County News

Halloween Ghost Tours Celebrate County Legends

Actors perform in the finale of Pender County’s ghost walk — a “trial of the century” courtroom scene. Photo courtesy of Pender County, N.C. Tourism

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Problem:

Pender County, N.C. had a wealth of ghost stories and a dearth of cultural outlets for amateur actors.

Solution:

Ghost walks around the county seat feature local legends and bring community members together to produce the event.

The Pender County, N.C. Tourism staff would hear footsteps in the office. Nobody was there. Doors would open, but nobody was there. They would get up to greet a visitor, but nobody was there. The sound of something dragging across the floor reverberated from the ceiling.

The staff’s conclusion was that the office, a floor below the county’s historic jail, was haunted. From there, Tourism Director Tammy Proctor saw an opportunity to show off the county’s collection of ghost stories and celebrate Halloween. “Nobody between Wilmington and New Bern was doing ghost stories,” Proctor said. “We have a wealth of stories in the county to tell.”

Learn More, Do More

“Ghost Walk: The Ghosts of Pender’s Past” is the recipient of a 2018 NACo Achievement Award in the Arts Culture and Historic Preservation category.

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Pender County’s atmosphere has been convincing enough to serve as the setting for a few scary movies, including 1985’s “Silver Bullet” and 1997’s “I Know What You Did Last Summer,” which adds to the county’s spooky bona fides.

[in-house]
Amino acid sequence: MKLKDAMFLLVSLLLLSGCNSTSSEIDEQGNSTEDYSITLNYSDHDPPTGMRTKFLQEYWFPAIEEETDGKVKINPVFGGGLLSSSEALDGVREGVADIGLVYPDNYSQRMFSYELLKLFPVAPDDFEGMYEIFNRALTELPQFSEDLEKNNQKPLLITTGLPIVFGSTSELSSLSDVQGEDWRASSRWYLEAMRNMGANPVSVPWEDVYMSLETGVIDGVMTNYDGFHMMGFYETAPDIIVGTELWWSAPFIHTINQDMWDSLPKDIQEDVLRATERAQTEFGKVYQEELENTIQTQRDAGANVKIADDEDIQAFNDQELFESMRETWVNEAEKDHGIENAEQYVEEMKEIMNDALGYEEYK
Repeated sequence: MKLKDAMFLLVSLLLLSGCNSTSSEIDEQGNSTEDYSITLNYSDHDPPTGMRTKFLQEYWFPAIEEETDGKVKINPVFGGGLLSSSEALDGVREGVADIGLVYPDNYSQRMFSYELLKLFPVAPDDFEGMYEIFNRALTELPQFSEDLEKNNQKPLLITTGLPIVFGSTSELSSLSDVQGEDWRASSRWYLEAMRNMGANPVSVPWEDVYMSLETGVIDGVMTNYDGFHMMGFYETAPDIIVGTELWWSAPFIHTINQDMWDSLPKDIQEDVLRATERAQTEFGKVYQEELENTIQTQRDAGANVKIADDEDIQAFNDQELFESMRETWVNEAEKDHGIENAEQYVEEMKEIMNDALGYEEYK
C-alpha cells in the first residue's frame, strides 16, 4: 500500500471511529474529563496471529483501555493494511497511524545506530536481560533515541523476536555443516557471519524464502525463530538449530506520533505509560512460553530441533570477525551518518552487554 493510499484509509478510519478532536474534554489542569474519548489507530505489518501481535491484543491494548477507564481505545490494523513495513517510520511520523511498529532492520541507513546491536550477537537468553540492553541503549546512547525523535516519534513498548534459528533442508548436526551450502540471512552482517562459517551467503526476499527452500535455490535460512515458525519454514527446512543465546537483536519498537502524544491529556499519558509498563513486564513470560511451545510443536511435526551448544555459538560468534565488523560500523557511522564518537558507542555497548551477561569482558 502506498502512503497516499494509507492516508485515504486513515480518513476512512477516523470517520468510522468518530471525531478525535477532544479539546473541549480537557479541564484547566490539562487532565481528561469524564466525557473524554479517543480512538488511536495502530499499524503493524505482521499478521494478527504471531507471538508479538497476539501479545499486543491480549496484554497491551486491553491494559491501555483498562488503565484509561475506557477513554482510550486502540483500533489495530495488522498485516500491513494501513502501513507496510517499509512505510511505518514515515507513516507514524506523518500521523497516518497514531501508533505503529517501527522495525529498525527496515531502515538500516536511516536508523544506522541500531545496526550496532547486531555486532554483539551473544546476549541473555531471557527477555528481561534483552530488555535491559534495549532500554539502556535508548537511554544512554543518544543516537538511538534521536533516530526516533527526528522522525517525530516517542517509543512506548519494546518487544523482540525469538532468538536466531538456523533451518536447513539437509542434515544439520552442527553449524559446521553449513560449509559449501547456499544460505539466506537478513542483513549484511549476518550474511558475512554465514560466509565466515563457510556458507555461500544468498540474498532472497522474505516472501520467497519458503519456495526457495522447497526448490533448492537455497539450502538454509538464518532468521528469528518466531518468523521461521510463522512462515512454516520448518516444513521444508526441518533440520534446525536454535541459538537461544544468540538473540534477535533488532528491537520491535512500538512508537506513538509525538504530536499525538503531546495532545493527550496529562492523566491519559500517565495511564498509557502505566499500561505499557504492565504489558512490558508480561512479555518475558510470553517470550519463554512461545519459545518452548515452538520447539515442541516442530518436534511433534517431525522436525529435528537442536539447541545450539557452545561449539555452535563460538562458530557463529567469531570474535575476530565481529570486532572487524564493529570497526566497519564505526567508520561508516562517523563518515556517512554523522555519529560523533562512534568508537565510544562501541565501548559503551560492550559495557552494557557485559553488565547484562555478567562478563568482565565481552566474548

What became “ghost walks” started small in 2016, with a walk around the county’s courthouse square in the county seat of Burgaw. A series of 10 stories built to a finale in the courthouse, with a retelling of a murder that involved a victim’s cremation that year.

“It had a ‘trial of the century’ atmosphere at the time,” Proctor said. “It was really exciting, my favorite part of the ghost walks.”

Putting the ghost walks together draws story contributions from the county’s two historical societies and librarian, with art and set design from the county’s arts council.

“We try to walk a fine line between being creepy but child friendly,” Proctor said. “That feeling when you’re a kid where you’re telling scary stories — you know they aren’t true but you want to look under your bed anyway? That’s what we’re looking for.”

The actors for the vignettes come from residents and students in high school drama programs.

“We don’t have a community theater program here, so this became an opportunity for people to act in the county,” Proctor said. “The county is more than 900 square miles, but this is something that brings everyone together.”

The tourism department has contributed $1,000 in props, set materials and marketing, but the proceeds are split among the historical societies and arts council. And there have been plenty of proceeds, because the five showings over two years have all sold out — the single 200-person walk in 2016 and four walks, selling 800 tickets, in 2017 spread over two days.

“Having sellouts has been exciting,” Proctor said. “People enjoy what we’re doing, and the ghost walks encompass our culture, our history and the arts, so it’s a real reflection of Pender County. By the end, we just end up letting people cram in so they can see the finales.”

The first tickets for the 2017 show were sold to a North Carolina family who live far away from the county, outreach that validated Proctor’s tourism efforts. “That’s our goal as a tourism office, to bring people here,” she said. The ghost walks will take a break in 2018, however, following Pender County’s battering and flooding thanks to Hurricane Florence a few weeks before and a packed calendar that is making rescheduling problematic.

“It was a hard thing to do, cancelling this year,” Proctor said. “Now (with a few days before Hurricane Michael made landfall) it’s looking like a smart move.” This year’s cancellation will, however, give the crew more time to refine the scripts, props and technical aspects of the walks.

“We’ll be able to give 100 percent next year, rather than just managing to make it work,” Proctor said. “When we come back next year, we will have had a chance to enhance what we were planning. This has become a major event for us, and we’re going to make it worth the wait.”

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